Property Information

National Register of Historic Places - Individually Listed Property

Landmark Site


       

625 5th St N


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William Sauntry Recreation Hall

          William Sauntry, raised in New Brunswick, Canada, came to Stillwater in a second generation of St. Croix loggers and began a career in a partnership with noted Stillwater lumberman Albert Tozer. Gaining the trust of the Weyerhauser interests, he leased stock in the St. Croix Boom company and was charged with building and managing the Nevers Dam. He also had interests in other lumbering companies, with his wealth eventually estimated at two million dollars.
          In 1881, Sauntry commenced the construction of what was to become an elaborate home at 626 North Fourth Street, now a Stillwater Landmark house.
          In what may have begun as the simple installation of a billiard room in the home and a tennis court on the lawn in 1889, by 1902, Sauntry’s appreciation and desire for recreation and fashionable architectural statements grew into the construction of his own Recreation Hall adjacent to the home. The building permit lists Wilson and Marshall of Chicago as the architectural firm, and William Biegung as the local builder who executed the plan… at a cost of $7000. This was not the only gymnasium in town, as fellow lumberman George Atwood had previously constructed a private gymnasium by his mansion, and such spaces were not uncommon in elaborate homes across the country. A separate structure, however (albeit connected by a walkway), was an elaborate effort, and Sauntry’s was very unusual.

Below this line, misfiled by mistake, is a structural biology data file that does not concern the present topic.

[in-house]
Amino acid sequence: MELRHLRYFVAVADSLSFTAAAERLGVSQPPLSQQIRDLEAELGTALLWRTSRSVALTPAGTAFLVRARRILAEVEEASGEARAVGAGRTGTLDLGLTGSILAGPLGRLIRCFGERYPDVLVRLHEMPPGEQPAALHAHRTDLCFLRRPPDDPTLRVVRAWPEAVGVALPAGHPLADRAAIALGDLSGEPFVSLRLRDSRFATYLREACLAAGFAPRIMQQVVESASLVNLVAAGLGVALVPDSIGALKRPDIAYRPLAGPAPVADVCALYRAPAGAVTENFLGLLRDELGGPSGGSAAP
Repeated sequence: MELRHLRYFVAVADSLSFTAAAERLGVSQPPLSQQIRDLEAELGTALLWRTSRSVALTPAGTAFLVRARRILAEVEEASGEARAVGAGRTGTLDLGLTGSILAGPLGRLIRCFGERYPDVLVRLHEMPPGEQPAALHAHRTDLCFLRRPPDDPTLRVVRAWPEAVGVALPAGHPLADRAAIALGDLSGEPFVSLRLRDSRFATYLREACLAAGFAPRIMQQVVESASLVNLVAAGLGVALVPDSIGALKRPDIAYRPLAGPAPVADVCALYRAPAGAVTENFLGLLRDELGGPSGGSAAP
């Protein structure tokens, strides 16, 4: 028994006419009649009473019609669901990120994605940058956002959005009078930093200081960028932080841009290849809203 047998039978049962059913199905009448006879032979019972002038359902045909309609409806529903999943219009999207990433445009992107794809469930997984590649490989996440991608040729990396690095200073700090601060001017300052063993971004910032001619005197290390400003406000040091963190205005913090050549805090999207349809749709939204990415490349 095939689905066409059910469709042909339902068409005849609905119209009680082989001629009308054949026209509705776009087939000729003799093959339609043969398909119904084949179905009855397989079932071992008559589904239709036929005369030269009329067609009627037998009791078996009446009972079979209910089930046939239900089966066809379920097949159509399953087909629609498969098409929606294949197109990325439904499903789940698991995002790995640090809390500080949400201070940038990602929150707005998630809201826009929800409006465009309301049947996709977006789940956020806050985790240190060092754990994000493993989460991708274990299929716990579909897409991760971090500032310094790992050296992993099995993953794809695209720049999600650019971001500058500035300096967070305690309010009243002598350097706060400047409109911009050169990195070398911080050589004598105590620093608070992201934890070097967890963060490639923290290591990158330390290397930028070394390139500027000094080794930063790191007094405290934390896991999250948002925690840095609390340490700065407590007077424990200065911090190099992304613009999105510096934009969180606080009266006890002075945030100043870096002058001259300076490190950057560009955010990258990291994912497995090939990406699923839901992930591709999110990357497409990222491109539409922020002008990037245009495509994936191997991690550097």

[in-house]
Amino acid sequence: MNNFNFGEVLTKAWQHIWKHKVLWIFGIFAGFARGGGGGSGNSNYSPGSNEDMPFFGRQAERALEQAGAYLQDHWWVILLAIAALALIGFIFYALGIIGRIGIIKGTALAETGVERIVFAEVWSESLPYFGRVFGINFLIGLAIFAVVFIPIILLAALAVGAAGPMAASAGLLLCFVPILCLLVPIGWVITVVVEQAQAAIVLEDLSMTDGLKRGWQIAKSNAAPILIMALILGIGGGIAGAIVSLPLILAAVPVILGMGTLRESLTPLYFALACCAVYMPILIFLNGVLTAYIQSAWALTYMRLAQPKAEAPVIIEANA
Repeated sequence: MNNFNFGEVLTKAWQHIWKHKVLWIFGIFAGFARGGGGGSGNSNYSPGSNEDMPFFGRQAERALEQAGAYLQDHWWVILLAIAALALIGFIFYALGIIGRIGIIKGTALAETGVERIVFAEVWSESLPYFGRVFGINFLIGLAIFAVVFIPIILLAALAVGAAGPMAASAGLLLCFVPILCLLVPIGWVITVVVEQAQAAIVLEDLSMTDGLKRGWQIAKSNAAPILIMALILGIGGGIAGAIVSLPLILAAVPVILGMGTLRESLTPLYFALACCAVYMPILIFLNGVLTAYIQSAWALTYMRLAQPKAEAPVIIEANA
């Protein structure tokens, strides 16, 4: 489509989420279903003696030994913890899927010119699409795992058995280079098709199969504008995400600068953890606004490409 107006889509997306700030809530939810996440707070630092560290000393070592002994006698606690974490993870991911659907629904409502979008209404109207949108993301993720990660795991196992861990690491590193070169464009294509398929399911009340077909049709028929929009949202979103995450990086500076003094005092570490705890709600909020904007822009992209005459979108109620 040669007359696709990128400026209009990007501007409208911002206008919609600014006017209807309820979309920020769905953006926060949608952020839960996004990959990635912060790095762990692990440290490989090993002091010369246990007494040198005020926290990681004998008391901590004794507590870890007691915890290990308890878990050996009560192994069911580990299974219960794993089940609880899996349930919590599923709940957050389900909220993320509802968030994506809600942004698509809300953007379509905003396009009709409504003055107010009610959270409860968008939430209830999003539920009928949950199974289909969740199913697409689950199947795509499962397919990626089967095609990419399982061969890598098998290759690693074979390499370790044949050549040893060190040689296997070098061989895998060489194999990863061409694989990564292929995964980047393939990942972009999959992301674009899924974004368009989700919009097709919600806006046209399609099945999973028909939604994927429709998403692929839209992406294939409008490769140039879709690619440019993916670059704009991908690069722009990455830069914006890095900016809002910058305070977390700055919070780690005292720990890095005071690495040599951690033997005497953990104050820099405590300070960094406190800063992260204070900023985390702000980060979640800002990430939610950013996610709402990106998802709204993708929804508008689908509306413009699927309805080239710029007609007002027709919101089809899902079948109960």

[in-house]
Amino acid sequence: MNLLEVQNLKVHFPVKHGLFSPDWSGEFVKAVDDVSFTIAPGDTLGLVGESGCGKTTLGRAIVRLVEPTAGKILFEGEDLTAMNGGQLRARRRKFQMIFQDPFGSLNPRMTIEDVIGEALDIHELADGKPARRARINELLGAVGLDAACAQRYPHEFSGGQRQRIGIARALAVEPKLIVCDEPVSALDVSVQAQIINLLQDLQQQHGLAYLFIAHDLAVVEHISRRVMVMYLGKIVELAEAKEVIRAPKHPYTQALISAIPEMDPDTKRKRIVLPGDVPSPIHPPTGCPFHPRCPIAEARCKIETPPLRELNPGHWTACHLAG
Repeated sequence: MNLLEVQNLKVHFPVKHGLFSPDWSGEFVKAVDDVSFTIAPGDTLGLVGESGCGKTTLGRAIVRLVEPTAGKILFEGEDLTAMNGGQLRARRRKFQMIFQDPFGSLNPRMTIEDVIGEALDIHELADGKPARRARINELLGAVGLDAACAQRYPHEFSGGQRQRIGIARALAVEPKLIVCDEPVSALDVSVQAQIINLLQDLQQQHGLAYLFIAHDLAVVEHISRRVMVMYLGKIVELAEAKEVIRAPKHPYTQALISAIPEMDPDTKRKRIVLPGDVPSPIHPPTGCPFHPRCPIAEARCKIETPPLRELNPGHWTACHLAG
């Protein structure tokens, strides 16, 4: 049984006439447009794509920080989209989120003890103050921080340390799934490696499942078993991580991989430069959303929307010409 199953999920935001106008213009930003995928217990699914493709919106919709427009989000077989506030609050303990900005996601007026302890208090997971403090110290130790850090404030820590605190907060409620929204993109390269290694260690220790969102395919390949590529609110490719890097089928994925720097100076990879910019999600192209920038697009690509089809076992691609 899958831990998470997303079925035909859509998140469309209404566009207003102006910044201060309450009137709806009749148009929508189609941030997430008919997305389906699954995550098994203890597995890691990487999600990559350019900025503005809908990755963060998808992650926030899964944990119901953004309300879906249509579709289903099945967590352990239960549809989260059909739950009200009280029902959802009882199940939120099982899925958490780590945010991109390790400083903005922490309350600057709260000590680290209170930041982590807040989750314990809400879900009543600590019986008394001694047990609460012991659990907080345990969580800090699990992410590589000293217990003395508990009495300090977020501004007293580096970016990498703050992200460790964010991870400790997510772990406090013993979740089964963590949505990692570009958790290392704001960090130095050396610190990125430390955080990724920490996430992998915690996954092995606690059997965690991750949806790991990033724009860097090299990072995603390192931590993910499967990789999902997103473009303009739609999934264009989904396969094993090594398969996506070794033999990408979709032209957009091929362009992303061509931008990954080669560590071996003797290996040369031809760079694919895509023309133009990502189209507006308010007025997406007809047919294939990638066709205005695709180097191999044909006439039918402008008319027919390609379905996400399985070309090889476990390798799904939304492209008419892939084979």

The well-preserved Craftsman/Exotic Revival exterior, with a hipped roof supported by strong brackets, unique stone- embedded stucco exterior and elaborate arched art glass windows, hints at the building’s elegant interior. At 5000 square feet, the Recreation Hall once included a one-lane bowling alley, an indoor swimming pool and a ballroom. These features were familiar to members of those wealthy families who at the time followed the ideals of having a "country estate," dedicated to a healthful life and pursuit of productive leisure activities. Sauntry’s Hall, however, took its theme from the elaborate Alhambra palace in Granada, Spain, in all of its fantastical and painstaking Moorish detail along with elements of the Craftsman tradition. The high-ceilinged ballroom was decorated with a ceiling mural, carved plaster, gilded medallions, and crystal chandeliers, along with 14-foot, 250-pound mirrors. Stencils of Arabic inscriptions (said to be installed backwards by local artisans who did not understand their significance) are also found on the walls. Upon its initial opening, the local paper called it a "Fairyland."